“Self-discipline predicted academic performance more robustly than did IQ. Self-discipline also predicted which students would improve their grades over the course of the school year, whereas IQ did not.… Self-discipline has a bigger effect on academic performance than does intellectual talent.”5.2” /Charles Duhigg
“But to change an old habit, you must address an old craving. You have to keep the same cues and rewards as before, and feed the craving by inserting a new routine.” /Charles Duhigg
“Habits can be changed, if we understand how they work.” /Charles Duhigg


“When a habit emerges, the brain stops fully participating in decision making. It stops working so hard, or diverts focus to other tasks. So unless you deliberately fight a habit—unless you find new routines—the pattern will unfold automatically.” /Charles Duhigg
“I love Paul O'Neill, but you could not pay me enough to work for him again" one official told me. "the man has never encountered an answer he can't turn into another twenty hours of work.” /Charles Duhigg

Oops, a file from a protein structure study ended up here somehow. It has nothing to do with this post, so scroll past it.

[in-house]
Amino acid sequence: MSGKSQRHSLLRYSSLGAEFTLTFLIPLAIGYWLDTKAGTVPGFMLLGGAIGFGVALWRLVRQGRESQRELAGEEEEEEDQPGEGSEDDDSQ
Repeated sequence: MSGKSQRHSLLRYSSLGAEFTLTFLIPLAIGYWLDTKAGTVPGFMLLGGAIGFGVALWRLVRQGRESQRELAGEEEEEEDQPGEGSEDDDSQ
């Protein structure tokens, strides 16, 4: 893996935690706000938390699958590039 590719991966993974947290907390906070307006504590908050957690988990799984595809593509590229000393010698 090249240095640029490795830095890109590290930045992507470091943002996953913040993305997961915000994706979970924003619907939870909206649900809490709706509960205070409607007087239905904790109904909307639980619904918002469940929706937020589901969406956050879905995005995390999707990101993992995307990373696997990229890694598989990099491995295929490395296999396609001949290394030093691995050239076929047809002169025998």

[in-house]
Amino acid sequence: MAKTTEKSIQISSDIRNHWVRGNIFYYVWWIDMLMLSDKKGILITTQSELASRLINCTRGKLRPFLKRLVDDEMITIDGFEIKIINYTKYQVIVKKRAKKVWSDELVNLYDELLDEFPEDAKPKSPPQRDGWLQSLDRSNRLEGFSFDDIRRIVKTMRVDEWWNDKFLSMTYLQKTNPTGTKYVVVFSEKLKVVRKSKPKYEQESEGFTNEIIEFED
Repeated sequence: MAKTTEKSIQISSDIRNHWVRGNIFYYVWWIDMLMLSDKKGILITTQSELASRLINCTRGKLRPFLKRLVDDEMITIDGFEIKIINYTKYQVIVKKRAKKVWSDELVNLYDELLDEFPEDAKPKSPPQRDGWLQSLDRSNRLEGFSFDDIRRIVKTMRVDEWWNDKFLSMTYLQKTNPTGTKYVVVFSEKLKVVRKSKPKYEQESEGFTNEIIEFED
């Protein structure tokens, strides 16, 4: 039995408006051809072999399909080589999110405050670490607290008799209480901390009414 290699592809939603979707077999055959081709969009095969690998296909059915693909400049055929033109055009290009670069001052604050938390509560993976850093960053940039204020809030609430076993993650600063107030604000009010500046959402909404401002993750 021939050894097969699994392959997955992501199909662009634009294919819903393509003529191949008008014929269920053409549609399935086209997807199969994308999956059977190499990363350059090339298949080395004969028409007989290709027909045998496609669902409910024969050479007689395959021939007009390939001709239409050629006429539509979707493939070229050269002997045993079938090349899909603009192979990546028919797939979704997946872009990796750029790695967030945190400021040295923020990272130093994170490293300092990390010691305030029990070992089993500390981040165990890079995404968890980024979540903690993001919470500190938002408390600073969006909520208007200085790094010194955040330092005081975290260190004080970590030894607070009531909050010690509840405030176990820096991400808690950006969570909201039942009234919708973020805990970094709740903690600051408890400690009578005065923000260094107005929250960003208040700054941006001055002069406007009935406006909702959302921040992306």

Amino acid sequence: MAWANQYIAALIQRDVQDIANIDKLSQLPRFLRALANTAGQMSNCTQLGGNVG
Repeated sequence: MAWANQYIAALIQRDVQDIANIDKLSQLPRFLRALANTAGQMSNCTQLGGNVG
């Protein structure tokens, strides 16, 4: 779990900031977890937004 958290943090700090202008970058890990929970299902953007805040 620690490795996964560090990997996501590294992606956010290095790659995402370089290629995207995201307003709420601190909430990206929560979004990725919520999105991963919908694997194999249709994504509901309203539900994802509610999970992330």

“A company with dysfunctional habits can’t turn around simply because a leader orders it. Rather, wise executives seek out moments of crisis—or create the perception of crisis—and cultivate the sense that something must change, until everyone is finally ready to overhaul the patterns they live with each day.” /Charles Duhigg
“All our life, so far as it has definite form, is but a mass of habits,” William James wrote in 1892.prl.2 Most of the choices we make each day may feel like the products of well-considered decision making, but they’re not. They’re habits. And though each habit means relatively little” /Charles Duhigg
“I think I'm smart, and I know I was a good mom. But there wasn't a lot I could point to and say, that's why I'm special.” /Charles Duhigg